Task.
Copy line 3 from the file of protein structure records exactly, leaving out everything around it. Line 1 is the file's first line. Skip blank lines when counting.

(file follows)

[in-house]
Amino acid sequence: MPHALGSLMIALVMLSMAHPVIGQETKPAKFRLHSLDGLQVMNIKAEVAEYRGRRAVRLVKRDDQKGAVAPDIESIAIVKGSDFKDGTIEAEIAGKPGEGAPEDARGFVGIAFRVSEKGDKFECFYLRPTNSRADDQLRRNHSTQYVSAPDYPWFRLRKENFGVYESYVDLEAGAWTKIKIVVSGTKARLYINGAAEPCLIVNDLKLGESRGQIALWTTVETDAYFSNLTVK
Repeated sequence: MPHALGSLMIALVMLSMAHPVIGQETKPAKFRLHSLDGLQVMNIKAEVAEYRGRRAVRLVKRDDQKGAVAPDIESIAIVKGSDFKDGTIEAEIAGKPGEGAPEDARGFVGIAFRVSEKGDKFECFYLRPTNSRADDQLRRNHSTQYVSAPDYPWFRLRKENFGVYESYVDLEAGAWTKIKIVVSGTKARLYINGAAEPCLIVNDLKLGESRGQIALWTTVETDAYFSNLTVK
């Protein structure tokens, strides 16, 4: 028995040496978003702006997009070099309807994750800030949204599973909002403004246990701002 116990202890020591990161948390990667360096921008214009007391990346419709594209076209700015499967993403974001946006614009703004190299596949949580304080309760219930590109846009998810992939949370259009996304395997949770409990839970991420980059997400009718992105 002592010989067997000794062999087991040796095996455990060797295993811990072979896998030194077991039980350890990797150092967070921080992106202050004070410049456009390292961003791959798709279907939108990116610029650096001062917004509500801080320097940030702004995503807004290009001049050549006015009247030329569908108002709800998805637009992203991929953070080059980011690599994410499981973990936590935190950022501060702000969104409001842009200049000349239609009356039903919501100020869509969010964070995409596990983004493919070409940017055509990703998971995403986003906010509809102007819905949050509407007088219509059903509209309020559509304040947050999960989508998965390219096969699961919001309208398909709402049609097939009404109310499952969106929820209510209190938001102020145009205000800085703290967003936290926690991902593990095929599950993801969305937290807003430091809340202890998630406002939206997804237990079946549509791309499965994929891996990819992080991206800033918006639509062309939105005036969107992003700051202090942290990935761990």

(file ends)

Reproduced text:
Repeated sequence: MPHALGSLMIALVMLSMAHPVIGQETKPAKFRLHSLDGLQVMNIKAEVAEYRGRRAVRLVKRDDQKGAVAPDIESIAIVKGSDFKDGTIEAEIAGKPGEGAPEDARGFVGIAFRVSEKGDKFECFYLRPTNSRADDQLRRNHSTQYVSAPDYPWFRLRKENFGVYESYVDLEAGAWTKIKIVVSGTKARLYINGAAEPCLIVNDLKLGESRGQIALWTTVETDAYFSNLTVK